Sustainable methods for making medicines
Purdue University researchers have received a $3 million grant from the National Science Foundation to help the pharmaceutical industry cost-effectively achieve zero waste in its manufacturing operations.
The pharmaceutical industry today generates large amounts of unused medicines and toxic wastes, reducing profits and degrading the environment. Health problems also result when antibiotics discarded by consumers get back into the food chain, increasing antibiotic resistance.
“Our project is focused on creating a large-scale framework and cyberinfrastructure that can help manufacturing networks to perform more sustainably,” says project leader Shweta Singh, associate professor of agricultural and biological engineering and environmental and ecological engineering. “We’ll start our proof of concept with the pharmaceutical industry given its high impact on the American manufacturing system during COVID.”
Reusing resources can reduce the need for extracting new raw materials as well as the flow of waste into the environment. However, cost poses a challenge to shifting the pharmaceutical industry away from its linear model toward a circular model.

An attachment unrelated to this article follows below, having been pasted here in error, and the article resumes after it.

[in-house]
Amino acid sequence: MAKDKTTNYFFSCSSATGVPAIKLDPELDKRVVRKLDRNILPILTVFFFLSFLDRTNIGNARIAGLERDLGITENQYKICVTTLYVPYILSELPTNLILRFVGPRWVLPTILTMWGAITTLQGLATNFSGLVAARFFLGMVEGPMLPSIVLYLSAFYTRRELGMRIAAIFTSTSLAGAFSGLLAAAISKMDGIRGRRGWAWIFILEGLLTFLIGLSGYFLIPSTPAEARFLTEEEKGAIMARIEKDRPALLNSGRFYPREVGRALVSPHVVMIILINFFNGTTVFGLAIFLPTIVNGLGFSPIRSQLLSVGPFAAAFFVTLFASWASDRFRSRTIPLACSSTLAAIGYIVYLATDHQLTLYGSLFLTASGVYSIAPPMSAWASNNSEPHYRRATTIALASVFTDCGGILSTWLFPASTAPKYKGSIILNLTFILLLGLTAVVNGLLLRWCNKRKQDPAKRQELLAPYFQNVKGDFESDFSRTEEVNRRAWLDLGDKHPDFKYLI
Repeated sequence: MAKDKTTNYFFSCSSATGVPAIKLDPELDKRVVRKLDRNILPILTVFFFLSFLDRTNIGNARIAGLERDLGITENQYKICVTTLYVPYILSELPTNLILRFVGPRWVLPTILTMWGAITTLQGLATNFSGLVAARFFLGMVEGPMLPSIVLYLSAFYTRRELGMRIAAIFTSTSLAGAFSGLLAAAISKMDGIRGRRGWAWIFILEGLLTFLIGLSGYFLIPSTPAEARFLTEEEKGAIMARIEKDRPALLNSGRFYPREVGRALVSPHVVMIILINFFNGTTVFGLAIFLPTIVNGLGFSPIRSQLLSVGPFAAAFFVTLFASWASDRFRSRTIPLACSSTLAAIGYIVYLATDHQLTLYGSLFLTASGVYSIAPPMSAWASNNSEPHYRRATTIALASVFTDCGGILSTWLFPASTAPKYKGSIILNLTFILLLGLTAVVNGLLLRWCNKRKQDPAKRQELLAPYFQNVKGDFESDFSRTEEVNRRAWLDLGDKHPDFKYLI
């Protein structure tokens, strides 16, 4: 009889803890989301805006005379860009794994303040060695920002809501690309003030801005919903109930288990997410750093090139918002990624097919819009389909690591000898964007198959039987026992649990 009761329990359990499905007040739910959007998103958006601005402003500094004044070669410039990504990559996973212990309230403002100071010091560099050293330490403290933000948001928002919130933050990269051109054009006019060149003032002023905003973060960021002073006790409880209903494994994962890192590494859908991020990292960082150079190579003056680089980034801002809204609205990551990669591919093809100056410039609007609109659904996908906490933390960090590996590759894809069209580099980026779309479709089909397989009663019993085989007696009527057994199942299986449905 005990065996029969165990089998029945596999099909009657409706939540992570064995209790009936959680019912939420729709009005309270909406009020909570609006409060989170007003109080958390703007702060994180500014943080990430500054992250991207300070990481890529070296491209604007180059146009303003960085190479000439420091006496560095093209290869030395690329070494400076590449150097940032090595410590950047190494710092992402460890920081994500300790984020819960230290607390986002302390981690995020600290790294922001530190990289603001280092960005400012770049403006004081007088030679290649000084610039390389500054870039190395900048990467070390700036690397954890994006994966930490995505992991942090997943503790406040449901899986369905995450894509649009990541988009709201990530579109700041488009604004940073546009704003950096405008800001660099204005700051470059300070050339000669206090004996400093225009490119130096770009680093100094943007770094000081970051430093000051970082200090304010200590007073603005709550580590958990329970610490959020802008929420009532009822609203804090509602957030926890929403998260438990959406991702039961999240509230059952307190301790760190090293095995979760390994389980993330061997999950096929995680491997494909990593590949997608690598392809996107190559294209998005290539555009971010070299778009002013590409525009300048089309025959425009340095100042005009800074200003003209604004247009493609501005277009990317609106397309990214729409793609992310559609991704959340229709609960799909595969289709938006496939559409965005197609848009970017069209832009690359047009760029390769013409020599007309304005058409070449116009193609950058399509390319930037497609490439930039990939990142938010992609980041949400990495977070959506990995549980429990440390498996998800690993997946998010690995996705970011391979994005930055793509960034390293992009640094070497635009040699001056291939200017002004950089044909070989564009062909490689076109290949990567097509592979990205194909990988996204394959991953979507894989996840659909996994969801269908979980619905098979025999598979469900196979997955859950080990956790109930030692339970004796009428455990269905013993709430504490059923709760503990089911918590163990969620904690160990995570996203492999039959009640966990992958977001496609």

The project builds on a computational method that Singh and Purdue ABE PhD alumnus Gargeya Vunnava invented for testing new recycling and waste reduction options across industry sectors. They tested their method and tool by showing how to create a circular economy by reusing livestock and industrial wastes in the agro-based manufacturing network such as food and biobased energy production in Illinois.
Singh’s collaborators include Purdue colleagues in chemical and industrial engineering and Information Technology at Purdue Research Computing.
BANNER PHOTO: Shweta Singh, associate professor of agricultural and biological engineering, and her collaborators Gargeya Vunnava (PhD ’20, agricultural and biological engineering) and Jaewoo Shin, a Purdue PhD student in computer science.
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